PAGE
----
The Jakarta Post
It has been three months since Heriyanto, 52, a fifth-grade teacher at SD 08 elementary school in Berinang Mayung in remote Landak regency, West Kalimantan, last taught his students in the classroom.
Like many other schools in the nation, Heriyanto’s school has temporarily closed since President Joko “Jokowi” Widodo urged people in March to work and study from home during the COVID-19 pandemic. The Education and Culture Ministry was quick to call on schools to turn to e-learning, and teamed up with public broadcaster TVRI to air a new educational program nationwide as an answer to the problem of school closures.
But e-learning was not an option for Heriyanto's students who mostly have neither television nor access to electricity, let alone internet access.
Heriyanto and fellow teachers had to go door to door each day during the pandemic to teach their pupils one by one, or in small groups for students who lived near one another, despite possible exposure to the virus that has infected at least five people across Landak regency.
“The children really miss school. We want to keep them safe, at the same time prevent them from falling further behind [in their education] because of COVID-19," headmaster Kristina Ponia said.
Across the country, not every household has the privilege of a stable internet connection during the pandemic.
A 2018 Indonesian Internet Providers Association (APJII) survey showed that although 64.8 percent of the total Indonesian population were already connected to the internet, these were centralized in the most populous island of Java and other urban areas.
Despite knowing about the digital divide, the Education and Culture Ministry is pressing ahead with starting the new academic year in the third week of July as planned. It is encouraging schools to continue providing online classes for students during the new academic year, which is expected to see around 11 million elementary and secondary school students enroll.
The plan to start the academic year was immediately met with objections from parents, who feared that it might lead to schools reopening during the so-called “new normal”, even though Indonesia continues to report hundreds of new COVID-19 cases daily.
However, the ministry’s director-general for elementary and secondary education, Hamid Muhammad, said starting the academic year “is not the same as opening schools”.
“The academic year will begin around July 13th, but this does not mean that the learning process has to be face-to-face at school. The method will depend on the condition of each region,” said Hamid, adding that a “very strict process” would be needed before a school reopened.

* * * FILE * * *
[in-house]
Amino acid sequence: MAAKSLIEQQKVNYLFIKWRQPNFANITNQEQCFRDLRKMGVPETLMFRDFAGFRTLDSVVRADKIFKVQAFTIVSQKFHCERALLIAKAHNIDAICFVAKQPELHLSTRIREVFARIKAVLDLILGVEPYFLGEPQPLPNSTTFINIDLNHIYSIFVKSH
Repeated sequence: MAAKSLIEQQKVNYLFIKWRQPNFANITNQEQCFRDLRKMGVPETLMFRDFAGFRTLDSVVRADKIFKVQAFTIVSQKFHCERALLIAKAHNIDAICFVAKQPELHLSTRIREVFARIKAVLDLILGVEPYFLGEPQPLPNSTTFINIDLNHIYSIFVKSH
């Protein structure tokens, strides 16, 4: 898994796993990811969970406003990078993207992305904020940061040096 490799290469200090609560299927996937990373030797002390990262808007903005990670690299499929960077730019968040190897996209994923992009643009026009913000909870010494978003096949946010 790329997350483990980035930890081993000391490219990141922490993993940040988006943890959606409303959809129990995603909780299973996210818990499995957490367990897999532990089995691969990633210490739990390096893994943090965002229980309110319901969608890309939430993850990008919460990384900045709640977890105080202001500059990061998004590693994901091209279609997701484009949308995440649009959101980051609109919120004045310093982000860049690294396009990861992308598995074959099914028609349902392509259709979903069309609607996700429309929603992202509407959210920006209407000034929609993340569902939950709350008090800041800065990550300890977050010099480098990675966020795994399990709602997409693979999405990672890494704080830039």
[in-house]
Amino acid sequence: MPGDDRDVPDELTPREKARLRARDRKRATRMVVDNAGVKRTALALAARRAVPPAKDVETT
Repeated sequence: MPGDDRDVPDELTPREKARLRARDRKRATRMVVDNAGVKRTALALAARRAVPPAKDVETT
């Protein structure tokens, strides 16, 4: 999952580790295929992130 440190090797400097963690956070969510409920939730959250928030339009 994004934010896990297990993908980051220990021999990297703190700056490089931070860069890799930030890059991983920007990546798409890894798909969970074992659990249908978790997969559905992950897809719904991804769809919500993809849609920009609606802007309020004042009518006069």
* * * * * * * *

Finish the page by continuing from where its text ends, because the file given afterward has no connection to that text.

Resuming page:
School reopening, he said, would only be allowed in regions listed as “green zones”, where no COVID-19 cases have been recorded. As of Sunday, health authorities listed 102 regencies and cities as green zones, of the total 514 regencies and cities in 34 provinces.
Coordinating Human Development and Culture Minister Muhadjir Effendy told Kompas TV on May 29 that Jokowi had instructed him not to rush in lifting COVID-19 restrictions on the education sector as the health risks were “too great”.
In a later statement, he said the education sector would be the last to be reopened, with plans to reopen school campuses by the end of the year or at the beginning of 2021.
Jokowi said on Tuesday that schools should reopen only after weighing health risks based on scientific data like the COVID-19 basic reproduction number, R0, as well as its effective reproduction number, Rt, in respective regions.
The education ministry’s plan has also raised concerns among education experts and teachers. Indonesian Teachers Association (IGI) chairman Muhammad Ramli Rahim rejected face-to-face learning and believed that schools would be unable to strictly impose health protocols on children should schools reopen.
Some experts have recommended the government extend the current academic year and push back the new academic year to January to give students a chance to learn better and at the same time help parents to focus on their family’s basic necessities.
“By pushing the new academic year back to January, we can try to reduce the disparity in access to quality education during remote learning,” education observer and member of the Association of Taman Siswa Family (PKBTS) Darmaningtyas said.
He also called for regional administrations to subsidize public school tuition, saying parents, especially those who have lost their jobs and sources of income, should not be burdened with school tuition and their children’s safety.
To continue the learning process amid the digital divide, Cahaya Guru Foundation chairwoman Henny Supolo advised the relevant authorities to vary their measures according to the diverse situations in their regions and use the COVID-19 map to detect vulnerabilities.
She said teachers themselves had been innovating even without the internet or electricity, from scheduling visits to students and parents, to studying together at home or out in the field, and asking parents to lend their devices after work.
"The teachers and schools that are ready are those that understand and use their potential, or can discover the potential in their environment, and then use both measures for meaningful learning activities. With this pattern, whatever the school situation, an effective learning process can still take place," she said.
Education expert Jimmy Paat urged authorities to build a program involving teachers going to students' houses and handing out learning modules.
In other parts of the world, several countries that have seen declining COVID-19 cases, such as South Korea, Australia and New Zealand, have already reopened some of their schools. However, hundreds of schools in South Korea have been forced to close again just days after they reopened following a spike in COVID-19 cases in that country.